Vallandigham, Clement Laird

Vallandigham, Clement Laird

(vəlăn`dĭghăm', –găm'), 1820–71, American political leader, leader of the CopperheadsCopperheads,
in the American Civil War, a reproachful term for those Northerners sympathetic to the South, mostly Democrats outspoken in their opposition to the Lincoln administration. They were especially strong in Illinois, Indiana, and Ohio, where Clement L.
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 in the Civil War, b. New Lisbon (now Lisbon), Ohio. He became (1842) a lawyer, was elected to the Ohio legislature (1845, 1846), and was editor (1847–49) of the Dayton Empire, a Democratic weekly. A strong upholder of states' rights, Vallandigham was a U.S. Representative from 1858 to 1863, being defeated for reelection in 1862. On May 1, 1863, in a political speech at Mt. Vernon, Ohio, he declared, among other things, that the Civil War was being fought not to save the Union but to free the blacks and enslave the whites. Gen. Ambrose E. Burnside, then commanding the Dept. of the Ohio, accused him of violating "General Order No. 38," which threatened punishment for those declaring sympathy for the enemy, and Vallandigham was arrested, court-martialed, and sentenced to imprisonment for the rest of the war. President Lincoln commuted the sentence to banishment behind Confederate lines. The Peace Democrats of Ohio nevertheless nominated (July, 1863) Vallandigham for governor, but he was defeated by John BroughBrough, John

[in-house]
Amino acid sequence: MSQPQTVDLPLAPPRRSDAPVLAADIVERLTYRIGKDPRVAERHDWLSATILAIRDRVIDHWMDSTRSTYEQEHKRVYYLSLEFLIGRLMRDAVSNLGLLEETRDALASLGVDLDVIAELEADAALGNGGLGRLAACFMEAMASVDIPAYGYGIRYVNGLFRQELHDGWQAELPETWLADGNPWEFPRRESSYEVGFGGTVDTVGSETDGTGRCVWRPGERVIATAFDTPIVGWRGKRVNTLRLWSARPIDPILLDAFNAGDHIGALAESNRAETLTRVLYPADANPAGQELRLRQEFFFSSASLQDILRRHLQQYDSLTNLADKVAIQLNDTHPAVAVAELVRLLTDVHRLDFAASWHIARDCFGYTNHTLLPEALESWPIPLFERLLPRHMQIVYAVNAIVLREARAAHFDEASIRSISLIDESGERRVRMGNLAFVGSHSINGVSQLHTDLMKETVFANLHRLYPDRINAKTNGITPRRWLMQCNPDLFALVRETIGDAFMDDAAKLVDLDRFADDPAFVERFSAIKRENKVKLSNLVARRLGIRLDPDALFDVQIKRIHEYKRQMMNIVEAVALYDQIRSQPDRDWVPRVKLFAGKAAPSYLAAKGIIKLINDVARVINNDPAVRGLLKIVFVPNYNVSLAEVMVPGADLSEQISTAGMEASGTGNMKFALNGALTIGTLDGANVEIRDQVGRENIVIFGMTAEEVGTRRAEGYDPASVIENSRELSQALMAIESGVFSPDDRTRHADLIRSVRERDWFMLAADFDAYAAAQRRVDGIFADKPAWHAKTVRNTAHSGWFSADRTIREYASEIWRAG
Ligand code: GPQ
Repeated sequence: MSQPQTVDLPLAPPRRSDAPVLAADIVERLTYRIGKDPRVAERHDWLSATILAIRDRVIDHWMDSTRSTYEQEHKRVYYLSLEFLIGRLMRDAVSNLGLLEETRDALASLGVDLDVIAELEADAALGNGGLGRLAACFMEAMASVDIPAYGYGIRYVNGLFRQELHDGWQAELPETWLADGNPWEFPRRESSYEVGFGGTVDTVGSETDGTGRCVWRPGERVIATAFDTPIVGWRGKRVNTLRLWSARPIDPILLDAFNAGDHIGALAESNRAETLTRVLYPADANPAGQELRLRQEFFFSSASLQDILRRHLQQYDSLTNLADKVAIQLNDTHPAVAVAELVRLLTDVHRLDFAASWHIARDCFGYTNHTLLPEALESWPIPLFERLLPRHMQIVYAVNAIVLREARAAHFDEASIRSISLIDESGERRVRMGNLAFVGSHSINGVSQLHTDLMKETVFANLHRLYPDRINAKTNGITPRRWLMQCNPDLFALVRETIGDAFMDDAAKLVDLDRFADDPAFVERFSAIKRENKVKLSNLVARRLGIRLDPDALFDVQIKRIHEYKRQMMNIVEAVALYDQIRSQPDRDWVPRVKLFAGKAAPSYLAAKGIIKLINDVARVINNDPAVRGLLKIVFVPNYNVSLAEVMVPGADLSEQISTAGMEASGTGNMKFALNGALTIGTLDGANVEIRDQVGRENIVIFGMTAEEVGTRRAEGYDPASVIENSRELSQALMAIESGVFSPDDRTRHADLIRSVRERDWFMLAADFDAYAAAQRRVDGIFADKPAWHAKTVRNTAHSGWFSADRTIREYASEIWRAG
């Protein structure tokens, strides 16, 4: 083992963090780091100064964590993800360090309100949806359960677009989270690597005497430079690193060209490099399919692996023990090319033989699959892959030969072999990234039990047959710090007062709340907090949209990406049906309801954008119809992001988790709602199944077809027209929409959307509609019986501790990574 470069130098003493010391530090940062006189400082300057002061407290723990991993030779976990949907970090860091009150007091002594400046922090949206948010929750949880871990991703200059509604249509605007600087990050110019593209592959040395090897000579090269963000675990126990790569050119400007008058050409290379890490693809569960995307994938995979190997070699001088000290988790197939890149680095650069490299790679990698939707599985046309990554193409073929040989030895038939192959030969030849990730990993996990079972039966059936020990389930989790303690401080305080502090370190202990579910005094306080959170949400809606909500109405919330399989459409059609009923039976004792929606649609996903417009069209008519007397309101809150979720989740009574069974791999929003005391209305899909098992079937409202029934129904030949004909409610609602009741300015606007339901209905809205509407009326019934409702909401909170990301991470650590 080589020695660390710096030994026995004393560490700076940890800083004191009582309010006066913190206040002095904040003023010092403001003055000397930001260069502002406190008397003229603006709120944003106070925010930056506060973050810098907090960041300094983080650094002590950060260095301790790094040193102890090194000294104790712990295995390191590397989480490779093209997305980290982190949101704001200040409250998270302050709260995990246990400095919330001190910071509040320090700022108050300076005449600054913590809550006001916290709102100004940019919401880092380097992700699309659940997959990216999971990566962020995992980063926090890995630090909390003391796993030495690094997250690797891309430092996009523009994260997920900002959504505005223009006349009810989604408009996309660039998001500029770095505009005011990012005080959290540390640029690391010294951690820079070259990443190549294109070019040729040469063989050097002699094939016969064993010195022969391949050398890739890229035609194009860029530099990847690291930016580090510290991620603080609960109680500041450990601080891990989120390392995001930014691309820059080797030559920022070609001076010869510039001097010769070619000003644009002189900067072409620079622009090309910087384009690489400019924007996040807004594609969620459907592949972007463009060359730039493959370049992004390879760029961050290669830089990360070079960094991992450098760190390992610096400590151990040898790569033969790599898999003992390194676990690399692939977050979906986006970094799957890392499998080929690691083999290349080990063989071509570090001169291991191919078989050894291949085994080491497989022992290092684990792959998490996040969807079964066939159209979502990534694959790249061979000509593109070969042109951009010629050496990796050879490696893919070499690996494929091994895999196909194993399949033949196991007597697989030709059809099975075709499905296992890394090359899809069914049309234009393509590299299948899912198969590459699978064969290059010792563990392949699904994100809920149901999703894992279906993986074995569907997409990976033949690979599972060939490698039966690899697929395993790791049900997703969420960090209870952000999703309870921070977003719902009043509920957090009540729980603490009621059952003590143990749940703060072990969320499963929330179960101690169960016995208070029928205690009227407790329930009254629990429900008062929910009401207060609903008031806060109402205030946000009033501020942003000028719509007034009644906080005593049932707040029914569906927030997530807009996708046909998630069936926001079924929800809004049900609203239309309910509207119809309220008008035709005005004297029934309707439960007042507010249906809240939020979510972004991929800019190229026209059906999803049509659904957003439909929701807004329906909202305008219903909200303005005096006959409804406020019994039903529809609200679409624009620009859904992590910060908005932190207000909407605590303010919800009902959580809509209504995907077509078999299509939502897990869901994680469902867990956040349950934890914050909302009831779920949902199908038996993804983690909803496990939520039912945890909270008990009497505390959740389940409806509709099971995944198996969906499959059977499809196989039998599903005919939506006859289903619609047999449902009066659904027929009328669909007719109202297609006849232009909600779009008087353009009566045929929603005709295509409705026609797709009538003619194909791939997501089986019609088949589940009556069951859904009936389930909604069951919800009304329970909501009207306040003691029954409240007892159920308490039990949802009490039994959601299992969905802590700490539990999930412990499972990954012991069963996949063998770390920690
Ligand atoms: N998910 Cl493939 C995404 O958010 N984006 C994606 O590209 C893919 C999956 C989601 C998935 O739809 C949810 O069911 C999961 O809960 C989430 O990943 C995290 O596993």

, 1811–65, Civil War governor of Ohio (1864–65), b. Marietta, Ohio. In 1844, after publishing newspapers in Marietta and Lancaster, he became owner and editor of the Cincinnati Enquirer,
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. He made his way from the Confederacy to Canada, and from there he returned to the United States and was allowed to go unmolested. In the presidential campaign of 1864, the Democratic platform, representing his views, demanded immediate cessation of hostilities. Made commander of the Sons of Liberty (see Knights of the Golden CircleKnights of the Golden Circle,
secret order of Southern sympathizers in the North during the Civil War. Its members were known as Copperheads. Dr. George W. L. Bickley, a Virginian who had moved to Ohio, organized the first "castle," or local branch, in Cincinnati in 1854 and
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), he was the most prominent of the Copperheads. After the war he was an unsuccessful aspirant to Congress.

Bibliography

See biography by his brother, J. L. Vallandigham (1872, repr. 1972); study by F. L. Klement (1970).

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Vallandigham, Clement Laird

(1820–71) politician; born in New Lisbon, Ohio. Of southern ancestry, a supporter of state's rights, and an ardent antiabolitionist, he served in the U.S. House of Representatives (Dem. Ohio; 1858–63) opposing the Republicans at every step. After the outbreak of the Civil War he became a leader of the Peace Democrats—better known as the Copperheads. A military court convicted him of treason in May 1863, and Lincoln ordered him banished from the North. He ran for governor of Ohio in absentia later in 1863 and was soundly defeated. Returning to Ohio in June 1864 via Canada and the South, he prepared the peace plank in the Democrats' 1864 presidential platform. He worked after the war for reconciliation between the North and South.
The Cambridge Dictionary of American Biography, by John S. Bowman. Copyright © Cambridge University Press 1995. Reproduced with permission.